Scale Modeling Tutorial by Alan Nadel
This tutorial originally appeared at PCModeler.com



 
 
   Back in 1964 (way back), the Beatles were achieving a level of fame unsurpassed by any popular music artist or group either before or since. That same year, Revell issued injection molded figure kits of John, Paul, George and Ringo. Nowadays, these kits are extremely rare.

   Being a Beatle fan, I was naturally thrilled when in 1995, I was given the opportunity to restore a kit of George Harrison, the Fab Four's lead guitarist. It belonged to a friend, an even more avid Beatle fan who kept it stored away with the rest of her very large collection of Beatle memorabilia. It was put into storage after her brother, who was twelve years old in '64 had painted and partially assembled it.

   Out of the box, the kit appeared to be in very good condition and even included the original instruction sheet. While no longer on the sprue, all of the parts were there and there were no broken pieces. The only piece still on the sprue was the guitar strap (top right) which ended up not being used.

  The only sections glued together were the head and the guitar. Both of them would need a bit of work to align the parts.

   Most of the kit was covered with a thick, hand-brushed coat of enamel paint. I would have to strip all that paint off before I could begin building it. Another challenge would be my limited experience painting figures - my experience is in fact and fantasy spaceship modeling. I was looking forward to something different.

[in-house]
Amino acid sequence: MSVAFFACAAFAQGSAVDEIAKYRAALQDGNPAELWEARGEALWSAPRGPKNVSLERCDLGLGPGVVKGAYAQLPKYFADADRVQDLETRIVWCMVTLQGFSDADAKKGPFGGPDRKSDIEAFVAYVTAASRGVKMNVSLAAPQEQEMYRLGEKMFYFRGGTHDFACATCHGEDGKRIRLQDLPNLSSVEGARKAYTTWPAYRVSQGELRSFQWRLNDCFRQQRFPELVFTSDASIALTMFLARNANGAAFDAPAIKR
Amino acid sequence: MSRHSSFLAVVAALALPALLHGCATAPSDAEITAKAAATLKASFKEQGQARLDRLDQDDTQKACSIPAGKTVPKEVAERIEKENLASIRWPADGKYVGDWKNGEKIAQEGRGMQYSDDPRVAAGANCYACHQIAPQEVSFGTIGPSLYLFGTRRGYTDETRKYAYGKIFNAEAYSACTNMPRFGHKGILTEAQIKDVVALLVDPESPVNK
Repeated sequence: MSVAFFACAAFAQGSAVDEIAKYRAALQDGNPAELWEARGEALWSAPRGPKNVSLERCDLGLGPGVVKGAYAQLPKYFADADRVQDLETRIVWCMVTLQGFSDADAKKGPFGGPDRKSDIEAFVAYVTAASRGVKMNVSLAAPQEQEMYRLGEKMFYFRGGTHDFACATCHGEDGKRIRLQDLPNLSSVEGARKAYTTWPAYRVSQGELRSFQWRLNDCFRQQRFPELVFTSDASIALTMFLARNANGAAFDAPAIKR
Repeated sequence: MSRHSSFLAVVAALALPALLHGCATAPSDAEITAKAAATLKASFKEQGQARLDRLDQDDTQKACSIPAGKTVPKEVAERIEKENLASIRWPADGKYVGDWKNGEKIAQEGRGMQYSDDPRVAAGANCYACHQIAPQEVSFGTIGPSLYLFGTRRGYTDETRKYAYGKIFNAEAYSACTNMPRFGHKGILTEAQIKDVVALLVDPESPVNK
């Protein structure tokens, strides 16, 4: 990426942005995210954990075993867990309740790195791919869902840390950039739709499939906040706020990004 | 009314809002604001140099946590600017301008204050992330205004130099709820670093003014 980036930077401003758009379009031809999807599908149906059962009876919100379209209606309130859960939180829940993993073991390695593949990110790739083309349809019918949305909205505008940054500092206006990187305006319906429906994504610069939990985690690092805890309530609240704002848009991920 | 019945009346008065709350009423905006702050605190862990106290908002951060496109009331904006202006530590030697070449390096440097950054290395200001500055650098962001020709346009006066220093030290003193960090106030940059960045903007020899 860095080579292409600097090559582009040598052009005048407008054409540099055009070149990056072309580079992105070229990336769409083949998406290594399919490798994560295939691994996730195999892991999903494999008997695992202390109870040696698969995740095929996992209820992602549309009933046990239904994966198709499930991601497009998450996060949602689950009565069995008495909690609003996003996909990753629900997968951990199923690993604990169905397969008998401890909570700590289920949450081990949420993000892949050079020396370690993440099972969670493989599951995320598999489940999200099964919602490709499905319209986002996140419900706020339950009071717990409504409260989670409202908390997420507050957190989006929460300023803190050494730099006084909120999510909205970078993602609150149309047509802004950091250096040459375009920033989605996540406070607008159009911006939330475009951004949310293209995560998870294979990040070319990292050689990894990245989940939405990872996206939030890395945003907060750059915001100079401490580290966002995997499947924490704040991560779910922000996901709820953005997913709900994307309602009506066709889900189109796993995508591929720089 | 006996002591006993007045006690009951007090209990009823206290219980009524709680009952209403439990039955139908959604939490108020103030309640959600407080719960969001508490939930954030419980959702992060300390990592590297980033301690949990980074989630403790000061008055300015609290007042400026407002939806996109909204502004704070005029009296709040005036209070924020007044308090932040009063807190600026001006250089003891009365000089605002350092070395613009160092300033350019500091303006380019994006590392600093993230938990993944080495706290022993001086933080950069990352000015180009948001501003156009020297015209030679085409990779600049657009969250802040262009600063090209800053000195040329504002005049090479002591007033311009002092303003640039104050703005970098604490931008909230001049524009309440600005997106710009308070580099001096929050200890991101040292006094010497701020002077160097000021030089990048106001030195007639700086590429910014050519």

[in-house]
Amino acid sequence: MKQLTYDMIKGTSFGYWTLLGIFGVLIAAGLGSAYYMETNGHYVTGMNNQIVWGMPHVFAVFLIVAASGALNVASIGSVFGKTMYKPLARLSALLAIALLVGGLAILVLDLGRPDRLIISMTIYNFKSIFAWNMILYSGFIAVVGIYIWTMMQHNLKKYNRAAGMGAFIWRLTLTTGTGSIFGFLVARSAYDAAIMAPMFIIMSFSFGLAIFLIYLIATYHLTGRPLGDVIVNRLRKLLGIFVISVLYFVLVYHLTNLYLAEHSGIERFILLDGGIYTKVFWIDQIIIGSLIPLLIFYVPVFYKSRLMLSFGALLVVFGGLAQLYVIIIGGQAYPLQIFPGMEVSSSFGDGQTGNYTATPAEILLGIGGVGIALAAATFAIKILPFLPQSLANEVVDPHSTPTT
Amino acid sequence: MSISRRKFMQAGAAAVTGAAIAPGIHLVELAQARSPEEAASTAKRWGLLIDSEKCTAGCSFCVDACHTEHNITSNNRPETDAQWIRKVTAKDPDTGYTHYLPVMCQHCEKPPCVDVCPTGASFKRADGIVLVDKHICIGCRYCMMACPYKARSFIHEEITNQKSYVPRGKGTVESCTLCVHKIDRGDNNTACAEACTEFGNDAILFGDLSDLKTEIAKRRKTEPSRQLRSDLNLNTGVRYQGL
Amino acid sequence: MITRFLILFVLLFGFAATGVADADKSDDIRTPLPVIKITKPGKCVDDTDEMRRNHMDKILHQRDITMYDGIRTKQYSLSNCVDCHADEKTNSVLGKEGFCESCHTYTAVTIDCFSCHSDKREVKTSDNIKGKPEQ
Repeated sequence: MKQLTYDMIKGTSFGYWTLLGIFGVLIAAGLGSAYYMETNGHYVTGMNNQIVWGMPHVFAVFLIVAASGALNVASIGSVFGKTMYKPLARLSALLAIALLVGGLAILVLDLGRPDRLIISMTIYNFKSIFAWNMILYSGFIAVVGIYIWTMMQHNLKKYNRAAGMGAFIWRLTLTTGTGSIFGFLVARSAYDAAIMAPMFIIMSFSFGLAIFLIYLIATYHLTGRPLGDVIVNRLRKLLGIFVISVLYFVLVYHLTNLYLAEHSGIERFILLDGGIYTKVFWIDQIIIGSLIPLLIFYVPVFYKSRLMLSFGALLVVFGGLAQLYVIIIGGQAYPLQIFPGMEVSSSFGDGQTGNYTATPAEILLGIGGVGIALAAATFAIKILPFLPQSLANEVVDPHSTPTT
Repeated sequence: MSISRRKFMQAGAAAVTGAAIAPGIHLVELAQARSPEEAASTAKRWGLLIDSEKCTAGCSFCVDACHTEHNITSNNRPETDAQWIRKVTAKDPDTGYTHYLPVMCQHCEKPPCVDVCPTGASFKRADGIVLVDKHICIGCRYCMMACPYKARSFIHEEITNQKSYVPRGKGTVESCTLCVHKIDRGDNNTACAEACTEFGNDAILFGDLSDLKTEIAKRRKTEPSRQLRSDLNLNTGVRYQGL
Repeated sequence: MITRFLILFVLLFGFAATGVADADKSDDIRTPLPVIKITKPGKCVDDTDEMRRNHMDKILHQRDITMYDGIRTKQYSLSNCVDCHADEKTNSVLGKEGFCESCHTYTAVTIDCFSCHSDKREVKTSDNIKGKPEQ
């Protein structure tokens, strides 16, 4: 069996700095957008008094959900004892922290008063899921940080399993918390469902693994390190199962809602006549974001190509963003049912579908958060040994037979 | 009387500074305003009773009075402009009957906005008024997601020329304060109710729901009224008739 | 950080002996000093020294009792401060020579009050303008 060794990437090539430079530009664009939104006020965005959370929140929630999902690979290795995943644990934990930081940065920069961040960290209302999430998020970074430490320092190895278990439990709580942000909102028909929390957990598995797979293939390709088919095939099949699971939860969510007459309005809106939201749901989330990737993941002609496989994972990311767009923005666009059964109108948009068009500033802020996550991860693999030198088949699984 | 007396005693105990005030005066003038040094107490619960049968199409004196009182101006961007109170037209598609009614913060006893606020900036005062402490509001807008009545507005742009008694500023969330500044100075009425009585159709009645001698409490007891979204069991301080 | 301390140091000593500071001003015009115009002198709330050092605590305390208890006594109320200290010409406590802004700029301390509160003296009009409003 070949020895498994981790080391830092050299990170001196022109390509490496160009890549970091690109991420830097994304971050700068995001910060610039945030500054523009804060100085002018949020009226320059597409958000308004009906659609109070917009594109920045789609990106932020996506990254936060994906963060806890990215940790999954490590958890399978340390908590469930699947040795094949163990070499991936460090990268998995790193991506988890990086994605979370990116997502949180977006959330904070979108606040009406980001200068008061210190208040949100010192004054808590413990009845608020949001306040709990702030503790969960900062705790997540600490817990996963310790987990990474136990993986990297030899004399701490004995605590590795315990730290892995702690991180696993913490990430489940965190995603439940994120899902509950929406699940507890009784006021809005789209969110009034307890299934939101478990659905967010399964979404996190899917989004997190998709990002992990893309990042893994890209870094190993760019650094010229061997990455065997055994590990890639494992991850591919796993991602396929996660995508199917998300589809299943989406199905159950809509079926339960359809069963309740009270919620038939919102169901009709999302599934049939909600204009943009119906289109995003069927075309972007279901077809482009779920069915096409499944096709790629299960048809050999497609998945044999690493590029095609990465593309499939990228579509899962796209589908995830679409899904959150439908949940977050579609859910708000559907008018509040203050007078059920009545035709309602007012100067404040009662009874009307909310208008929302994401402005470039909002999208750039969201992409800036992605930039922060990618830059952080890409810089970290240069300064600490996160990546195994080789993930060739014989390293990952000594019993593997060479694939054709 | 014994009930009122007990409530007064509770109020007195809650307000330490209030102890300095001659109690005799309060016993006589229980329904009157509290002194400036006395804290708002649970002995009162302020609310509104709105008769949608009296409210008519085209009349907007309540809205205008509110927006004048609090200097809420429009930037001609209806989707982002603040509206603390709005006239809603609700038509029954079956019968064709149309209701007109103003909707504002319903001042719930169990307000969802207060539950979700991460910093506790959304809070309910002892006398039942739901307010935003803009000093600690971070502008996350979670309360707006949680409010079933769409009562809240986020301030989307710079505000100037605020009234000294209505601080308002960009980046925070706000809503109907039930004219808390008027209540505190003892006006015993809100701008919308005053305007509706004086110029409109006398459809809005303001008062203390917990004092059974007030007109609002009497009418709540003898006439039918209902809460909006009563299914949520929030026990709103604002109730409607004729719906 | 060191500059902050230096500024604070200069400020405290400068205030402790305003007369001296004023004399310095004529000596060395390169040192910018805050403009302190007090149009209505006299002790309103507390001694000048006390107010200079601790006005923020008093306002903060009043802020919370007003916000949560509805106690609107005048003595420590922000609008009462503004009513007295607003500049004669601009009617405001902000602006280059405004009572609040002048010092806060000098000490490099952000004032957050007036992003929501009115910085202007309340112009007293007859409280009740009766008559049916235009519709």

I: STRIPPING THE PAINT

   Stripping old dried enamel paint is fairly easy but very messy. There are a few solvents known to do this well. Gasoline and brake fluid are often used by modelers. I tried Easy-off oven cleaner only because I had a used can in the kitchen cabinet.

   One thing that I can't emphasize enough is how much care must be taken because oven cleaner and its fumes are really nasty. For safety's sake, all precautions should be taken to keep it from contacting skin, clothes, pets, furniture, food and just about everything else save for the inside of a dirty oven. Good ventilation is also important so the oven cleaner doesn't stink up the house.

   A plastic container was placed in a sink protected with plastic wrap. A fan was placed, pointing out of a window just above it.

   Painted parts were placed in a plastic tray. Oven cleaner would be sprayed on until the parts were covered and left on for a half-hour. The parts would then be scrubbed with a toothbrush under warm running water.

   The oven cleaner had no effect on the old plastic. Some parts had so much paint slopped on that they needed the whole process repeated once or twice but the end result was that all of the paint was removed without any damage to the plastic.

II: ASSEMBLY

   Like most figure kits, George was an easy build. The instruction sheet consisted of two exploded view drawings clearly showing part placement along with a painting guide and Beatle Bio:

"George, a Liverpool lad, has always had a flair for the arts, which meant anything that allowed freedom of expression. (Yeah, Yeah, Yeah.)"